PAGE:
Global Warming

Geoengineering – Not a Quick Fix

Leading climate scientists have warned that geoengineering research could be hijacked by climate change deniers as an excuse not to reduce CO2 emissions, citing the US administration under Donald Trump as a major threat to their work.

David Keith, a solar geoengineering (GE) expert at Harvard University has said there is a real danger that his work could be exploited by those who oppose action on emissions, at the same time as he defended himself and colleagues from the claims GE strengthens the argument for abandoning the targets set by the Paris climate agreement.



Large Hole Opens in Antarctica Ice

A mysterious hole as big as the state of Maine has been spotted in Antarctica’s winter sea ice cover. The hole was discovered by researchers about a month ago.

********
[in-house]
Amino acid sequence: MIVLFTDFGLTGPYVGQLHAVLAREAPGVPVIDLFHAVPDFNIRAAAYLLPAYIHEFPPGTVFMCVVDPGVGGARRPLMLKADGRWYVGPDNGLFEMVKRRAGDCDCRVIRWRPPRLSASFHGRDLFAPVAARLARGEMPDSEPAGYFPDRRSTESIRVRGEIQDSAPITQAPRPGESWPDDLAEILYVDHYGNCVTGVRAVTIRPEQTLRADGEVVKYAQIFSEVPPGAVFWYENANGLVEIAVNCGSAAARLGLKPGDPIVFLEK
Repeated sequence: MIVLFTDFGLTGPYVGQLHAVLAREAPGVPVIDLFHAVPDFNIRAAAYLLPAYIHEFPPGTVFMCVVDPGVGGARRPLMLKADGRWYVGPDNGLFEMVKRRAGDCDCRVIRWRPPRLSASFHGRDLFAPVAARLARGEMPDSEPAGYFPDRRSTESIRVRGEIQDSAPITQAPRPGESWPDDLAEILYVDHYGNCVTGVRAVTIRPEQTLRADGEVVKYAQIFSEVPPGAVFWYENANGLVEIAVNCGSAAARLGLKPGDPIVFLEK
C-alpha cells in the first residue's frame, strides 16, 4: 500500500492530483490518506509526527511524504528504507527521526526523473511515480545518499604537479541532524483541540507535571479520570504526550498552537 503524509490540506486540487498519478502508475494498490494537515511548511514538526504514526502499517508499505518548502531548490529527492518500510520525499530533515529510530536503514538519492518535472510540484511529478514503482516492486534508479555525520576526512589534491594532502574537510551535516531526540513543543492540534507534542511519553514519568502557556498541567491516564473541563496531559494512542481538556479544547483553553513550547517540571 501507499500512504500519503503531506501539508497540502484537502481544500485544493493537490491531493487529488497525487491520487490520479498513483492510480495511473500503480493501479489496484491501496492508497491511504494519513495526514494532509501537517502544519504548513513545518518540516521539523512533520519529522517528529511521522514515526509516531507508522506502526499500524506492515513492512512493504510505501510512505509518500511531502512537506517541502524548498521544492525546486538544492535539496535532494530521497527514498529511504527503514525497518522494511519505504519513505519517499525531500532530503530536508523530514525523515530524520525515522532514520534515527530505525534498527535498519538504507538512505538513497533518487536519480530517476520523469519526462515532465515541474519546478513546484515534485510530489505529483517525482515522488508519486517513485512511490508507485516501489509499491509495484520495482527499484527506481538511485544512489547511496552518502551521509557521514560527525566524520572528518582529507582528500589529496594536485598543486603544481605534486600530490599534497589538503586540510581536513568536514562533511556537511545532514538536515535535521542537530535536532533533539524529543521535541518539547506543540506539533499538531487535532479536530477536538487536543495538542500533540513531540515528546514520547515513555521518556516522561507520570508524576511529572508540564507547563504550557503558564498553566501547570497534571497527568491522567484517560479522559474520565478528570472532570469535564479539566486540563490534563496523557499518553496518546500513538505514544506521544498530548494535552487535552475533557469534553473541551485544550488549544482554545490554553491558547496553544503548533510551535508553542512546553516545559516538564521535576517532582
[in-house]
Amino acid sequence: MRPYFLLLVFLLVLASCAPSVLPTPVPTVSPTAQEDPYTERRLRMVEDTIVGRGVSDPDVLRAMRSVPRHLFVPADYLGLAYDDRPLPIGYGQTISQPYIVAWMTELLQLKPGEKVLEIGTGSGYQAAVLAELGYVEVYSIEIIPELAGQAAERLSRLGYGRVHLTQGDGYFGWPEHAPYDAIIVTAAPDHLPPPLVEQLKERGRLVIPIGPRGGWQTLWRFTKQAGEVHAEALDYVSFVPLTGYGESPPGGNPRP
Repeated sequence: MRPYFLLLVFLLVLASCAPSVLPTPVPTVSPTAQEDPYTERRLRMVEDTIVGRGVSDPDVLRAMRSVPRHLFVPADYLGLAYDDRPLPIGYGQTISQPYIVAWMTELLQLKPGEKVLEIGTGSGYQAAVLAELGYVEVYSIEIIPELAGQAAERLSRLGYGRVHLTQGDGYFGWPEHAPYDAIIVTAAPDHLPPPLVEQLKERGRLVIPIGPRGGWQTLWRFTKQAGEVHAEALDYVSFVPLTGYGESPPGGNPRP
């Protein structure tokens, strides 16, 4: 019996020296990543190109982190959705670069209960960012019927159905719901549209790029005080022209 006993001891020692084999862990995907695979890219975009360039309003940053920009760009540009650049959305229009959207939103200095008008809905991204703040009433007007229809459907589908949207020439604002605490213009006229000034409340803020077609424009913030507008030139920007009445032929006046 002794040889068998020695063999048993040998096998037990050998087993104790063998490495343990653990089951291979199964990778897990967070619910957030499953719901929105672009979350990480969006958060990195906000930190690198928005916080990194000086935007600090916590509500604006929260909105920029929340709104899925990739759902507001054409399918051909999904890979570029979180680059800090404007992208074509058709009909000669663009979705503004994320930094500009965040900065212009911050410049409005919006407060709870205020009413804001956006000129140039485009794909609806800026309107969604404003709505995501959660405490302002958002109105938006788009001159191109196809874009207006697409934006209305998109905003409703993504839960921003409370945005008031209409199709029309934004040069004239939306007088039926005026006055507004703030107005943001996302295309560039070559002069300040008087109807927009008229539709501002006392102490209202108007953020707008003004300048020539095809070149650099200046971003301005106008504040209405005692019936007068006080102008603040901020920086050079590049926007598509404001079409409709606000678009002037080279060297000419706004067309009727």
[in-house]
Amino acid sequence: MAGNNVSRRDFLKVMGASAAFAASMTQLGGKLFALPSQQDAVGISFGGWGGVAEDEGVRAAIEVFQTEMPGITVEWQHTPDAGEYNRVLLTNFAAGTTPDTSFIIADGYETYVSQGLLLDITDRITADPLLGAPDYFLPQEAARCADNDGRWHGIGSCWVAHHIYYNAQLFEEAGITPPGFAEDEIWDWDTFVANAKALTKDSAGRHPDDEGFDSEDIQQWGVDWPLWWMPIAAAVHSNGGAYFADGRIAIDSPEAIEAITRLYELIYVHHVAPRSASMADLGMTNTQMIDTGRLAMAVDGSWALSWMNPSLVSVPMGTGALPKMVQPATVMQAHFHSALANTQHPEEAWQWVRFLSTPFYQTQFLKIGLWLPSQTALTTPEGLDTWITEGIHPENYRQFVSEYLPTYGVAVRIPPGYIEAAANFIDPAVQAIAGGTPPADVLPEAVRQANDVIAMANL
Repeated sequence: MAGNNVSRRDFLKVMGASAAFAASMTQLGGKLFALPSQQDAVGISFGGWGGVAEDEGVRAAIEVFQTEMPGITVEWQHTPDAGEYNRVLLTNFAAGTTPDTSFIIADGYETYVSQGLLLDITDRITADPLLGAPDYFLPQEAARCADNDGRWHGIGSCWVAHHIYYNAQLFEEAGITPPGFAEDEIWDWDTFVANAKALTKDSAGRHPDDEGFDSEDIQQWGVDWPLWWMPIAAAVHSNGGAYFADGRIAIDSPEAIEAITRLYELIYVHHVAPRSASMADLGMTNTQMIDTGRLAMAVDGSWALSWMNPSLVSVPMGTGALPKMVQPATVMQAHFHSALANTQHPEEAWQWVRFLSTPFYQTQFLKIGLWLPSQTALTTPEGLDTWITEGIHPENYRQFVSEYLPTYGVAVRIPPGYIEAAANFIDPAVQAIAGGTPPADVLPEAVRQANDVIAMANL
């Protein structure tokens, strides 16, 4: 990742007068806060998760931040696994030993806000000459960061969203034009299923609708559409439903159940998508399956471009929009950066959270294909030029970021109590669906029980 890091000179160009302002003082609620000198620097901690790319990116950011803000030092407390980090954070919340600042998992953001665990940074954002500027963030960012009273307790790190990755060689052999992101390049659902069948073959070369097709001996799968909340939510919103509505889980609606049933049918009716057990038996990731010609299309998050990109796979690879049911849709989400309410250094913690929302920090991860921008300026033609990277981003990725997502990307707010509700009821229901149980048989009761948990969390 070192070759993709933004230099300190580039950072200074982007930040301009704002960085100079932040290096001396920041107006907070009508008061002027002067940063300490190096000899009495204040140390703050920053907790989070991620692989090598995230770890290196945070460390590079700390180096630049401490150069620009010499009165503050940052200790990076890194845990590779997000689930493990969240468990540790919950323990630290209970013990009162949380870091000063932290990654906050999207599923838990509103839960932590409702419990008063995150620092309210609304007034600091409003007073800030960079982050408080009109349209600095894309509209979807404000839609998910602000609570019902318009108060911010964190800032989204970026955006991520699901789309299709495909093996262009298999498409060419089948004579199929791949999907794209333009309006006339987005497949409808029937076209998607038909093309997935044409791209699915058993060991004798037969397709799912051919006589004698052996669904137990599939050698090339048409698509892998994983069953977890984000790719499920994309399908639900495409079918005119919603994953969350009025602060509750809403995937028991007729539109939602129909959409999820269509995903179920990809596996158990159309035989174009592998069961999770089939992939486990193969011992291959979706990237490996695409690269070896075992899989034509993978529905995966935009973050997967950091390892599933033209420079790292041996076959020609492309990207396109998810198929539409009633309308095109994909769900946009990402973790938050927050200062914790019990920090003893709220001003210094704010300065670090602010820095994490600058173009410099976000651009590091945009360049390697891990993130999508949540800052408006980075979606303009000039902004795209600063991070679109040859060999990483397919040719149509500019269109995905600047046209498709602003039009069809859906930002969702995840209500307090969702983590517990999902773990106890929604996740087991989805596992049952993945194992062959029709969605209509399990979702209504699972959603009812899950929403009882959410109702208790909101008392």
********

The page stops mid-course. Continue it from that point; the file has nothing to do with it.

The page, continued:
Known as a polynya, this year’s hole was about 30,000 square miles at its largest, making it the biggest polynya observed in Antarctica’s Weddell Sea since the 1970s.

The harsh winter in Antarctica makes it hard to find holes like this one, so it can be difficult to study them. This is the second year that a polynya formed, though last year’s hole was not as big.

The deep water in that part of the Southern Ocean is warmer and saltier than the surface water. Ocean currents bring the warmer water upwards, where it melts the blankets of ice that had formed on the ocean’s surface. That melting created the polynya.

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The blue curves represent the ice edge, and the polynya is the dark region of open water within the ice pack.

Global Warming

Carbon Released by Warming Soils

As soil warms up, it leaks carbon, and a new study suggests higher temperatures could release more carbon than we thought, potentially creating a dangerous feedback loop that would cause the planet to get hotter and hotter.

That’s based on experiments stretching back 26 years in a hardwood forest in Massachusetts, where researchers have been artificially heating certain sections of soil to see the effects.